Constant-time crypto programming with FaCT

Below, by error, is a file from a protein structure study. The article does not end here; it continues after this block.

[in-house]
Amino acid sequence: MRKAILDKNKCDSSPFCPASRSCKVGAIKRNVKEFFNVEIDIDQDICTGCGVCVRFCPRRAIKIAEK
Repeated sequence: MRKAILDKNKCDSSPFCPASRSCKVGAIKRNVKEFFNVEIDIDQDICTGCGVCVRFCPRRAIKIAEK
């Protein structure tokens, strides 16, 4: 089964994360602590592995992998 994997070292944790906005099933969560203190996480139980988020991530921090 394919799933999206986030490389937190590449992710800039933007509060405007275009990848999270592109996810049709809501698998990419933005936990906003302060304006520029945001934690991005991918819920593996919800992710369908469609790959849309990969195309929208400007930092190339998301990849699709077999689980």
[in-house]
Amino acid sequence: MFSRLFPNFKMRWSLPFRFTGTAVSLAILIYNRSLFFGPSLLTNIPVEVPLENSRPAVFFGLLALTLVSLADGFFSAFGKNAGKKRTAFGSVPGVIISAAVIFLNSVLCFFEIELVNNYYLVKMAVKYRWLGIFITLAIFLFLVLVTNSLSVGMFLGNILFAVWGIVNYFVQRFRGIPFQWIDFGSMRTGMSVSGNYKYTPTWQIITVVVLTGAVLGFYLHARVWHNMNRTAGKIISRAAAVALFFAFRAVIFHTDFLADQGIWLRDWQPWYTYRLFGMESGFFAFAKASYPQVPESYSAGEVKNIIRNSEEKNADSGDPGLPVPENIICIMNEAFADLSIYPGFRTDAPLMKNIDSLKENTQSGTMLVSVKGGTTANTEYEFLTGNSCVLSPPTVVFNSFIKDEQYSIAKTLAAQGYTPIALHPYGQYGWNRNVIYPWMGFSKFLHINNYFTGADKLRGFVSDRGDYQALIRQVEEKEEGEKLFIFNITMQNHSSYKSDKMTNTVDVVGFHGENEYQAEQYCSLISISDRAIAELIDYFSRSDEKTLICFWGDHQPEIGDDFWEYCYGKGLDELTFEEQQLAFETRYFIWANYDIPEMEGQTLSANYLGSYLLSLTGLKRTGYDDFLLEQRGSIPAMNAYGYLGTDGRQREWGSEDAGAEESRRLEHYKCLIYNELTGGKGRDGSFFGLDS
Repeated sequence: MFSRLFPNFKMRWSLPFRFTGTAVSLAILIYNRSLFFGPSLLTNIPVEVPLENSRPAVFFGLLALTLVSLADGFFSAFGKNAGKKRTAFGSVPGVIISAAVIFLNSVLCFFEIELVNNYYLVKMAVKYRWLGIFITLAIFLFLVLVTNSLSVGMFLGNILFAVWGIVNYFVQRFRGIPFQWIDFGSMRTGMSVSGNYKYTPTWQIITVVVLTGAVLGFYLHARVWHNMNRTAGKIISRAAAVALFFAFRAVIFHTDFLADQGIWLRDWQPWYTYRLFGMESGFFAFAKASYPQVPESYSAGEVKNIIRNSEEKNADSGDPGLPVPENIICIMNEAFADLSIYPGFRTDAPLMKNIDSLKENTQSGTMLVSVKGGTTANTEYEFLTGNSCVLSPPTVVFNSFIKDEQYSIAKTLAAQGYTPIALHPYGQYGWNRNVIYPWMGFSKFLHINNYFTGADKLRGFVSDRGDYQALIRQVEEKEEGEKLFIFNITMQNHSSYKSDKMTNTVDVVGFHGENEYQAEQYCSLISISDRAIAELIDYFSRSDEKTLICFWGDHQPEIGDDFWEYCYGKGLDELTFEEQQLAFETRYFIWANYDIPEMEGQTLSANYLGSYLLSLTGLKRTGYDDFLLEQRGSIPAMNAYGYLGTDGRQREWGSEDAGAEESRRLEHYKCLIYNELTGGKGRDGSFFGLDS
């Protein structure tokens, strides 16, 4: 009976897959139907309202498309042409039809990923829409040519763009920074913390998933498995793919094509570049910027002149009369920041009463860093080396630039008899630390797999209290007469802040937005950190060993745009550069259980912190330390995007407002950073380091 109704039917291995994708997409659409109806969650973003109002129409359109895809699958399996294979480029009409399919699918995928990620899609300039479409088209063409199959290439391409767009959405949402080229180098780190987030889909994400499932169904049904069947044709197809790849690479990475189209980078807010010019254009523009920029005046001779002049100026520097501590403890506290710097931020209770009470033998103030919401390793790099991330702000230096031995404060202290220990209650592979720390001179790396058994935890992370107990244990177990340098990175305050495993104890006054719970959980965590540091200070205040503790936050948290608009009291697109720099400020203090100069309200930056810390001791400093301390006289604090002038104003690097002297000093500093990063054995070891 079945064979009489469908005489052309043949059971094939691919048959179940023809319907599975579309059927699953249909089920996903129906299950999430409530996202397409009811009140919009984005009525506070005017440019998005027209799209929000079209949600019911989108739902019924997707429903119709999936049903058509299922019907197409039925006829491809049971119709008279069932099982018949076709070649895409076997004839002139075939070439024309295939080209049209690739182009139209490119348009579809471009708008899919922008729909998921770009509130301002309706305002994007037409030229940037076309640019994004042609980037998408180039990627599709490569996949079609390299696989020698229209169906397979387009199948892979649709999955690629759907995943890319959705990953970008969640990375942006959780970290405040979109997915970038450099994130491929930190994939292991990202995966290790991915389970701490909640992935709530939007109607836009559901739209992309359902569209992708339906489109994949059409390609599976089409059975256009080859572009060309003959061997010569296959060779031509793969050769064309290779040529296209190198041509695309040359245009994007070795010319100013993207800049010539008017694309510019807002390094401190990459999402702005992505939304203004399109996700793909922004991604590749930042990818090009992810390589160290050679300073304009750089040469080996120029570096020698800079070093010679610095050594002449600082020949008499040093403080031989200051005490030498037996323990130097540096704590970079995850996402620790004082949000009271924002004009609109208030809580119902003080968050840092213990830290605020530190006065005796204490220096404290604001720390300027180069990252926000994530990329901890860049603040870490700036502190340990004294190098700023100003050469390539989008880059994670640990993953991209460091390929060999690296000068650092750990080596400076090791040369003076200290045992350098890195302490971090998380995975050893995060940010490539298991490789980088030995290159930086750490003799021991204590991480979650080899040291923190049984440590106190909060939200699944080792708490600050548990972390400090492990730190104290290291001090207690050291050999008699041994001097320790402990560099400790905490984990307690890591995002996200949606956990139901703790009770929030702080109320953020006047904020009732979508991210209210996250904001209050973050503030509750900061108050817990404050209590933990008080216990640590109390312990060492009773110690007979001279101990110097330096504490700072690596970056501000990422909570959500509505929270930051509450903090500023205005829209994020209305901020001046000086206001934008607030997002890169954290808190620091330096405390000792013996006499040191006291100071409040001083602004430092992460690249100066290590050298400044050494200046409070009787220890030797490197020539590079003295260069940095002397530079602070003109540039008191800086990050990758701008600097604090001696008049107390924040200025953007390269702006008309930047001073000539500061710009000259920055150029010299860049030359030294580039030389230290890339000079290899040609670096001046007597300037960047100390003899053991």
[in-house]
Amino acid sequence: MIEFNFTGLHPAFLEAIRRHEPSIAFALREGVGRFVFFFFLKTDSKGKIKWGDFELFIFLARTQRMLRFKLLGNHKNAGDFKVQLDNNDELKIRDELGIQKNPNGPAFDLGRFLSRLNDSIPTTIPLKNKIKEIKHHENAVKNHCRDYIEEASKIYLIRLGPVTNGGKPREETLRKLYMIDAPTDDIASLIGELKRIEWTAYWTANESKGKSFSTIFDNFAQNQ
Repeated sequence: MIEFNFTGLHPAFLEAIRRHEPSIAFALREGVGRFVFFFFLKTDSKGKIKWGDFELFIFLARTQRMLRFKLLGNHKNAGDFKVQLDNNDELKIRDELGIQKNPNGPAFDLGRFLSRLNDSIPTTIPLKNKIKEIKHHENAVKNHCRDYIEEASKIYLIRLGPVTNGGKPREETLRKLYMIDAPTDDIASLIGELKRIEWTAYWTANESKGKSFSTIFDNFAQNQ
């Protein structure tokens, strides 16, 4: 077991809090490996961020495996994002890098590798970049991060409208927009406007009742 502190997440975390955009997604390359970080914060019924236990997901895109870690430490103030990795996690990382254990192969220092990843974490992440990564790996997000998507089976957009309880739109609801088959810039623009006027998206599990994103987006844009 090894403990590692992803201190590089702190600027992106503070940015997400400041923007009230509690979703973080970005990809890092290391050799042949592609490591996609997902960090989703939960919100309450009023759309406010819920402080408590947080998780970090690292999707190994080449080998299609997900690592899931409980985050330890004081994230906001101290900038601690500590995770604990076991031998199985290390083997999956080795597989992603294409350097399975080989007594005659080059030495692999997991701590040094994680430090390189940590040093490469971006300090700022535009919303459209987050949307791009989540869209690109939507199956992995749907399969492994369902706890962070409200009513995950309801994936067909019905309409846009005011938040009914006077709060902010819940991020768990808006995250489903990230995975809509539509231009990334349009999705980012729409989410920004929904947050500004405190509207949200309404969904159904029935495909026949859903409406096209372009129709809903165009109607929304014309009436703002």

Implementing cryptographic algorithms that do not inadvertently leak secret information is notoriously difficult. Today’s general-purpose programming languages and compilers do not account for data sensitivity; consequently, most real-world crypto code is written in a subset of C intended to predictably run in constant time. This C subset, however, forgoes structured programming as we know it – crypto developers, today, do not have the luxury of if-statements, efficient looping constructs, or procedural abstractions when handling sensitive data. Unsurprisingly, even high-profile libraries, such as OpenSSL, have repeatedly suffered from bugs in such code. In this talk, I will describe FaCT, a new domain-specific language that addresses the challenge of writing constant-time crypto code. With FaCT, developers write crypto code using standard, high-level language constructs; FaCT, in turn, compiles such high-level code into constant-time assembly. FaCT is not a standalone language. Rather, we designed FaCT to be embedded into existing, large projects and language. In this talk, I will describe how we integrated FaCT in several such projects (OpenSSL, libsodium, and mbedtls) and languages (C, Python, and Haskell).